The chapter makes the claim that bodies should be defined in terms of their affective capacity–which is directly linked to the process of becoming:

We know nothing about a body until we know what it can do, in oter words, what its affects are, how they can or cannot enter into composition with other affects, with the affects of another body. (257)

Interesting in terms of the “bottom” limit of affect–that which precedes the subject’s formation: not a subject that can “affect,” but a cross-section of affects that constitutes. Becoming-animal is affect itself.

This leads into a very interesting section on secrets–the secret’s mode of becoming is from the internal form of concealment, a finite secret, to an infinite form of the secret that secretes in public. “The more the secret is made into a structuring, organizing form, the thinner and more ubiquitous it becomes” (289). This could be used to conceptualize forms of reading (and of writing, and of subject formation) that seek to maintain the secretiveness of the secret, rather than transform it into public knowledge. The secret that is not content to take the form of it container, but attempts to make its own form. Henry James accomplishes this, according to D and G.

 

Charlotte Brontë – Villette (1853)

Boring. Lucy Snow, after spending time with her cousins “Brettons” and Polly, and caring for a dying Mrs. Marchmont (gets some money from her husband in the end), leaves England and goes to a school for girls in Villette, France. Mme Beck runs the place and M. Paul Emmanuel is the main Professor. She meets Dr. John, who is actually Graham Bretton. He is in love with bitchy Ginevra Fanshawe, but gives her up eventually and has a brief friendship-affair with Lucy. But he eventually marries Polly, and the two are very happy. She falls in love with M. Paul, but not before having a lot of strange encounters with a shadowy nun who turns out to be Ginevra’s lover in disguise. Beck and Pere Silas, a creepy Catholic priest, both try to prevent the marriage (jealousy and moralism being motives). Lucy wakes one night and has a crazy opium trip while walking around the town of Villette. She eventually is given a new school by Paul, but he leaves for the West Indies and most likely dies, though the ending is ambiguous. Awful, boring book. Ugh.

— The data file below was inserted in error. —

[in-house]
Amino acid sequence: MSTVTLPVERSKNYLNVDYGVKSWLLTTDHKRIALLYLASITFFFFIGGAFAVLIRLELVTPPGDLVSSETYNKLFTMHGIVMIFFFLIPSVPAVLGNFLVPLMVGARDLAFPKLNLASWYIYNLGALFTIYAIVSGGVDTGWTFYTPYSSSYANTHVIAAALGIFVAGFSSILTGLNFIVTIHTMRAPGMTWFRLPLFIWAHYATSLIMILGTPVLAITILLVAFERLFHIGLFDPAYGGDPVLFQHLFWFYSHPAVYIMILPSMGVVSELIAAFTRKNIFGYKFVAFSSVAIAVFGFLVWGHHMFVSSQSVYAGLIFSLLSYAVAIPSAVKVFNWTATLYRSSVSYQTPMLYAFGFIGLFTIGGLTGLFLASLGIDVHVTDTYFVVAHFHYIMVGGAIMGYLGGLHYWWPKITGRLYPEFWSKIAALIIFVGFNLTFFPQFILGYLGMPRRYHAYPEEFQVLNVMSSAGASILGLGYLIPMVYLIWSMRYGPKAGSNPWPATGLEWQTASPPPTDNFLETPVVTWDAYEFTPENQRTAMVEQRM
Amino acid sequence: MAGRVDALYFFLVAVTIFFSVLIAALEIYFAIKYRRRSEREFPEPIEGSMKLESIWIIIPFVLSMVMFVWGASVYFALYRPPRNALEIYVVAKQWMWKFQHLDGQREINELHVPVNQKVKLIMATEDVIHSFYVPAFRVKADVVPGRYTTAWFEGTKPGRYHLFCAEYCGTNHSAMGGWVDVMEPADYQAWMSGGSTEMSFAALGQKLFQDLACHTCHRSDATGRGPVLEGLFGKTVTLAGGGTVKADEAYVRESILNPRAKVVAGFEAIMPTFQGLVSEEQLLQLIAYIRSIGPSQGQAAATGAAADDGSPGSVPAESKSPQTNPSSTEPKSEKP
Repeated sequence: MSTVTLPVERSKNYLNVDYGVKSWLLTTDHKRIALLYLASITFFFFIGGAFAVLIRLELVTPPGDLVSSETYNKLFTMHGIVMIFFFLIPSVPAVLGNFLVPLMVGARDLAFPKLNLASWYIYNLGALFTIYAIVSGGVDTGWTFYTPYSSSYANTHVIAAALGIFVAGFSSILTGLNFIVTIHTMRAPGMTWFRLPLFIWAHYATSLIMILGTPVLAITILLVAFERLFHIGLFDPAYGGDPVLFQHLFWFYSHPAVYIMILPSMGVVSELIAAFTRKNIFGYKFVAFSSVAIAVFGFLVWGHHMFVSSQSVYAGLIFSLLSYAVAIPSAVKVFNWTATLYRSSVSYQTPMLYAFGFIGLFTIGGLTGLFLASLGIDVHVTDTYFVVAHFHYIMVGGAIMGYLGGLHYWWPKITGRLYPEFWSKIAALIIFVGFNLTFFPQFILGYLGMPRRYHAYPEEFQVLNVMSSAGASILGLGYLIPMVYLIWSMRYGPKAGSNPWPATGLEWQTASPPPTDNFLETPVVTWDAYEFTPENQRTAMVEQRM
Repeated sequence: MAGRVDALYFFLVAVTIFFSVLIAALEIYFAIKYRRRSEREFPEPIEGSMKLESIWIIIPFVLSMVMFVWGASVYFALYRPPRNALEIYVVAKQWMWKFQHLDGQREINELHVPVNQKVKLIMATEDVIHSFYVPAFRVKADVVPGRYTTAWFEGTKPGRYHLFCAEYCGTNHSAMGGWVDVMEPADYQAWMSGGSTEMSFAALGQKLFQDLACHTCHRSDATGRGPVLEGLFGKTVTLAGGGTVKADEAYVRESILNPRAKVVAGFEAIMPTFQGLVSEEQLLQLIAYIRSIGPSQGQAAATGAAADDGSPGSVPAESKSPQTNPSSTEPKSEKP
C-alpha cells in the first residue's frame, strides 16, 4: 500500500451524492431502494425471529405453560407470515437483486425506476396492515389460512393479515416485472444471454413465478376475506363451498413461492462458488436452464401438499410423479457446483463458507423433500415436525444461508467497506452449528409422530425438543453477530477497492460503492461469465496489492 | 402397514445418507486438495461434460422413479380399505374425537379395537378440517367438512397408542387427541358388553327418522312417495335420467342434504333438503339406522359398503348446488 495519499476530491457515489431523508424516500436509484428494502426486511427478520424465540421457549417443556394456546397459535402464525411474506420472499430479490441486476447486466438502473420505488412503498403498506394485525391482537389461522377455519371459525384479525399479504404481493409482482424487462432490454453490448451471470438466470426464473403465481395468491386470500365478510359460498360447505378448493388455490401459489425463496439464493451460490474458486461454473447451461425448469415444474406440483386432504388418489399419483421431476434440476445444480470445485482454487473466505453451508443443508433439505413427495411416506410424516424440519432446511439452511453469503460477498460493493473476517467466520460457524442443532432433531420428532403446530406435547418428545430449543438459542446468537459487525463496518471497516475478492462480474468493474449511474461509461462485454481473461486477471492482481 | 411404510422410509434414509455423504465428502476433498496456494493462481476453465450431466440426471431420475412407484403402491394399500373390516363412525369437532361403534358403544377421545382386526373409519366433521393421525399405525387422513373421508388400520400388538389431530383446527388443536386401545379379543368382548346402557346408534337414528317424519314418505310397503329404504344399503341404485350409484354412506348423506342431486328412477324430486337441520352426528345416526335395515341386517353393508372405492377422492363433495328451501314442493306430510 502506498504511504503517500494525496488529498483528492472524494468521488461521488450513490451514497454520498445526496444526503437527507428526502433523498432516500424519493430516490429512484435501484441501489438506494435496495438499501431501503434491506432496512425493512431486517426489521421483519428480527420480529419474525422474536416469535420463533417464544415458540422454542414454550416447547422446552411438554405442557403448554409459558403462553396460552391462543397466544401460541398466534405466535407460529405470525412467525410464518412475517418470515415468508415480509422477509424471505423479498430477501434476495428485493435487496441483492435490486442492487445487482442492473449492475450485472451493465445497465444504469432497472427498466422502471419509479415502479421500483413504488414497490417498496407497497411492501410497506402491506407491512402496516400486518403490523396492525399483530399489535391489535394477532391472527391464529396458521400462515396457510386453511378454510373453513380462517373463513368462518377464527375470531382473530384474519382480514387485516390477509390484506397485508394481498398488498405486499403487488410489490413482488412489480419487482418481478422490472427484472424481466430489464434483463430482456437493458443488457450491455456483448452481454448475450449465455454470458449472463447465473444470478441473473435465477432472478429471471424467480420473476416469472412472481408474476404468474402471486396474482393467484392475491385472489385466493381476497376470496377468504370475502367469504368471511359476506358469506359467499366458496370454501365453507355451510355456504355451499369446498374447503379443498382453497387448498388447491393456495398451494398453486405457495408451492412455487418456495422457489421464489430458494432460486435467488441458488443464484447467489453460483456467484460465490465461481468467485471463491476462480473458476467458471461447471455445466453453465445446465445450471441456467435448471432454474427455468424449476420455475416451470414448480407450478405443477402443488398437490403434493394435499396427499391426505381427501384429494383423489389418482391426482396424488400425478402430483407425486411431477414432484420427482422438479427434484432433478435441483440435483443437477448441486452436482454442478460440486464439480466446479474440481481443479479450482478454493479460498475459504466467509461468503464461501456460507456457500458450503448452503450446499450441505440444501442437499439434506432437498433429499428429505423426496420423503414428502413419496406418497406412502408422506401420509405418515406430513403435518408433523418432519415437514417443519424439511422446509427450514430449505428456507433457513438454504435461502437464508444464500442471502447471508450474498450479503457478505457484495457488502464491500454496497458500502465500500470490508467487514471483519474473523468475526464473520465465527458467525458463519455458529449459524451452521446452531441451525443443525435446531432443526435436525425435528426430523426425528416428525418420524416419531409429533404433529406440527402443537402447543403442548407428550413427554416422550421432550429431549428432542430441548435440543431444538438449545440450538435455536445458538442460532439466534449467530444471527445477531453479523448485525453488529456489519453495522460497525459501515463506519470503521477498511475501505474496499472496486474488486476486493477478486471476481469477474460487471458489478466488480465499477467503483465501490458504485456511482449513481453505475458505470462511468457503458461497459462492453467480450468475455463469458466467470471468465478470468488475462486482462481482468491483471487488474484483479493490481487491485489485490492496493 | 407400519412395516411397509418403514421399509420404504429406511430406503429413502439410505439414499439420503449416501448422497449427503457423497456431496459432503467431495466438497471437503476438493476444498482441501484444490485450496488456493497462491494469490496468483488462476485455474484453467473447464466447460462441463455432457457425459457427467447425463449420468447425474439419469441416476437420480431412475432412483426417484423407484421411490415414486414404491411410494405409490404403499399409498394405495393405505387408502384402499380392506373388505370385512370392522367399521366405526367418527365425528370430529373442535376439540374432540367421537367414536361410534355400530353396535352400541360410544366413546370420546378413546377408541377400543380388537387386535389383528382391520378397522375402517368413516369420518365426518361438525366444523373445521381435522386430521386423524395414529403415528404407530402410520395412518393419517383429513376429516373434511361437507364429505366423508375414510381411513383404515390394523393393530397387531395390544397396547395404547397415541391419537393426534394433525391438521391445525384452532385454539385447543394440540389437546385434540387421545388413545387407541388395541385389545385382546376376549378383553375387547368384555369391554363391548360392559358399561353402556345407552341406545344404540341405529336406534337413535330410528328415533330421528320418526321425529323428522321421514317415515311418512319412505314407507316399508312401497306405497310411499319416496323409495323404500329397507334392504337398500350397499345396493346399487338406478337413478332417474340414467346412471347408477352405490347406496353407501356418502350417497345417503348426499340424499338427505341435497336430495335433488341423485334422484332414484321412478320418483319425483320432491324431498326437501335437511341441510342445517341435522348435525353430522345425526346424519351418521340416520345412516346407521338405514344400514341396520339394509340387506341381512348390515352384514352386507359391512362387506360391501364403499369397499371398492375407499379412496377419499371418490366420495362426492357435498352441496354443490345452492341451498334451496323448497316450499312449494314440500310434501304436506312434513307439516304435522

Psychology – Secrets don’t drive plot, but are rather meant to indicate psychological aberrations, etc. Question whether this is different in degree or kind from the withholding of secrets in other narratives (since it is always being told retrospectively, there is always some withholding involved). At any rate, it’s clear that character supercedes plot in this novel. This relates to more general themes of concealment. Relate to Fosco’s discussion of the perfect crime, Sherlock Holmes deliberate withholding of evidence from Watson (likewise Sergeant Cuff), and draw final contrast with Jane Eyre, in which Jane finds out things at the same time as the reader.

Negative construction of hope – Look both at the passage about being home with her family (one might as well believe that it was a happy time…track how the tenor of the metaphor shifts from being a ship to being on a ship)

Also, in the end, it’s the ship that we are allowed to believe makes it back to England but KNOW has actually crashed with M. Paul on it. What is the status of hope, knowledge, and belief, especially in the context of a book about faith, etc.

A deliberate playing with conventions – note the three different story lines in which Graham, John, man who sees Lucy to girls home, can all be a part. Lucy withholding her knowledge that it IS Dr. John is crucial for the preservation of these plots.

Why is it called Villette? A primitive form of the objective correlate, in which a neatly defined gepgraphical space is necessary to contain the otherwise boundless movments of a psychological ego. Yet, when Villette is “discovered,” some sort of congruence between self and world is withheld entirely.

Surveillance (Beck, Paul, Lucy herself) compare this to Jane’s capacity to be a spectator